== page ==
When the St. Louis Cardinals traded Luke Weaver and his good friend Carson Kelly to the Diamondbacks for Paul Goldschmidt, the 25-year-old pitcher saw it as a new chapter in his life, and a way to make his mark.
“I thought, ‘I have an open slate and a clean slate,’” Weaver recalled. “My wife and I wanted to make sure we were making an impact. We want people in other parts of the world to know we haven’t forgotten about them.”
To further his cause, Weaver and is new teammate Nick Ahmed united to raise money for their respective charities at Topgolf Riverwalk at Talking Stick recently.
Aside from admission, fans could pay $20 to swing against their favorite players, including Greg Holland, Robbie Ray, Carson Kelly, Merrill Kelly, David Peralta, Adam Jones and Blake Swihart.
Weaver and his wife, Olivia, recently launched The 22X Campaign, a multifaceted relief effort to aid Rohingya (Myanmar) refugees.
“We’ve already raised over $100,000 to provide emergency aid, medicine, food, water and training to the refugees and the people providing care for them,” Weaver said. “Olivia and I are dedicated to this cause.”
Weaver was inspired to give back by former Cardinals’ teammate Adam Wainwright, who started Big League Impact. Big League Impact has collected over $3 million to support approximately 60 players’ projects to provide clean water, food, humanitarian aid, health care, education, sustainable farming and infrastructure.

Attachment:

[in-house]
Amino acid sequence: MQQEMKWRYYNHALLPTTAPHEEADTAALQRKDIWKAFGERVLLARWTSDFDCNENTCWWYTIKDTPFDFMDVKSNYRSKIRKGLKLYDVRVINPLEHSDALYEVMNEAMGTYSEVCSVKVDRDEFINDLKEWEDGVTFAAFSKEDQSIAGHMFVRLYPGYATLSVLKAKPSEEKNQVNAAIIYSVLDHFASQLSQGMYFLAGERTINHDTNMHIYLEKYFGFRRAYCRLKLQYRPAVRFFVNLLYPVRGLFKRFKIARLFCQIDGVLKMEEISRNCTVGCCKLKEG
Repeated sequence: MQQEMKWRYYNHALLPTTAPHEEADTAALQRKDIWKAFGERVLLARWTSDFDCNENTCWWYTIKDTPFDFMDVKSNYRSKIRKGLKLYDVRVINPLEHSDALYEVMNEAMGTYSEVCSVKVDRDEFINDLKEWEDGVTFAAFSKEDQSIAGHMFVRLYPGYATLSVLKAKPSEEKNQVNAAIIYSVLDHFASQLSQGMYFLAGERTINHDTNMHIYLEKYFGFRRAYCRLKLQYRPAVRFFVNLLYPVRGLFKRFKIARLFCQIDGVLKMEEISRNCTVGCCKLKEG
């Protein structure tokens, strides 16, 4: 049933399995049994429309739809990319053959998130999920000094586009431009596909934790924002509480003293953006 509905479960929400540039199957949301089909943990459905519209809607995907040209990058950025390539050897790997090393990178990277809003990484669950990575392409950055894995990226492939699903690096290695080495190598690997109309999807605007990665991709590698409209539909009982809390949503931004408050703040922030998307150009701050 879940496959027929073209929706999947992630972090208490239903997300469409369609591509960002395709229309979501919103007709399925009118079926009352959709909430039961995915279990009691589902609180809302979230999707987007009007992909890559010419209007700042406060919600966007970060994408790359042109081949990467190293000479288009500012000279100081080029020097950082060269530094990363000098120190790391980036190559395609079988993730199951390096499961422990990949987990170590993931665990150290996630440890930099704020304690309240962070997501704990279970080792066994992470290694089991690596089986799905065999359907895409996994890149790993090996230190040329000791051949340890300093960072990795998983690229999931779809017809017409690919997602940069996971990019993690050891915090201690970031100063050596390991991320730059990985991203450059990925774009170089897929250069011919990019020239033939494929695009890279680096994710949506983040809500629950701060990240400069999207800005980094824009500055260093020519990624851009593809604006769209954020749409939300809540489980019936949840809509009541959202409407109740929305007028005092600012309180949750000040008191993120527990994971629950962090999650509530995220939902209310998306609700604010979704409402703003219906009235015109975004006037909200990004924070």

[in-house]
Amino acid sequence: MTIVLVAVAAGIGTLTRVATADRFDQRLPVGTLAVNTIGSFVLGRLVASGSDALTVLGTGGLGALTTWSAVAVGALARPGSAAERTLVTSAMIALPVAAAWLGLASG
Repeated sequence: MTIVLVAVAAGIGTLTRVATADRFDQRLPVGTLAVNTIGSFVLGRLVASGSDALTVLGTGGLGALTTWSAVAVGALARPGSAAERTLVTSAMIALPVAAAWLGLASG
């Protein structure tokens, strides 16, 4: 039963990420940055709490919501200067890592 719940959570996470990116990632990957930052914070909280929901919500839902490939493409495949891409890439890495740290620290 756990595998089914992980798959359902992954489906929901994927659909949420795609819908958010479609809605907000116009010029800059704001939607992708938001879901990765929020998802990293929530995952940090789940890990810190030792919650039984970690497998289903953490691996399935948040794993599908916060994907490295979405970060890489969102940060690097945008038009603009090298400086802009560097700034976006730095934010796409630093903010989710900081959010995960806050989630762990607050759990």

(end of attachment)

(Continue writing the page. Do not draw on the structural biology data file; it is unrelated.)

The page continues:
“When I was playing in St. Louis and coming up, he was a mentor for me in the baseball world,” Weaver said of Wainwright. “I saw what he was doing outside of the field and being able to reach out to people in various countries and giving back. I was very inspired by that and we became very good friends.”
The Weavers traveled to Haiti and the Dominican Republic to see Wainwright’s efforts. Last year, Weaver raised more than $23,000 to help build two baseball fields and a sustainable farm in the Dominican communities of Hoyo Oscuro and Camarón.
“I tried to look and search for what was really hitting my heart. You can’t really force something like this. This one called out to me for sure,” Weaver said.
As for Ahmed, his pledge campaign raised $45,000 last season to build a water infrastructure and purification system for the people of El Mogote.
This year, he and his wife Amanda are matching up to $75,000 toward their fundraising efforts to be split between helping build a community center in same region in the Dominican Republic and in supporting the Phoenix Rescue Mission, whose vision is to transform lives of those struggling with homelessness, addiction and trauma.
“Amanda and I are committed to restoring and developing communities here and abroad,” Ahmed said.
Prior to joining the D-backs, Weaver only casually knew Ahmed through their charity work.
“We thought this would be a cool thing,” Weaver said about the fundraiser. “This is part of the season where it’s really grinding a little bit and it’s getting a little tough. We just wanted to decompress and have some fun.”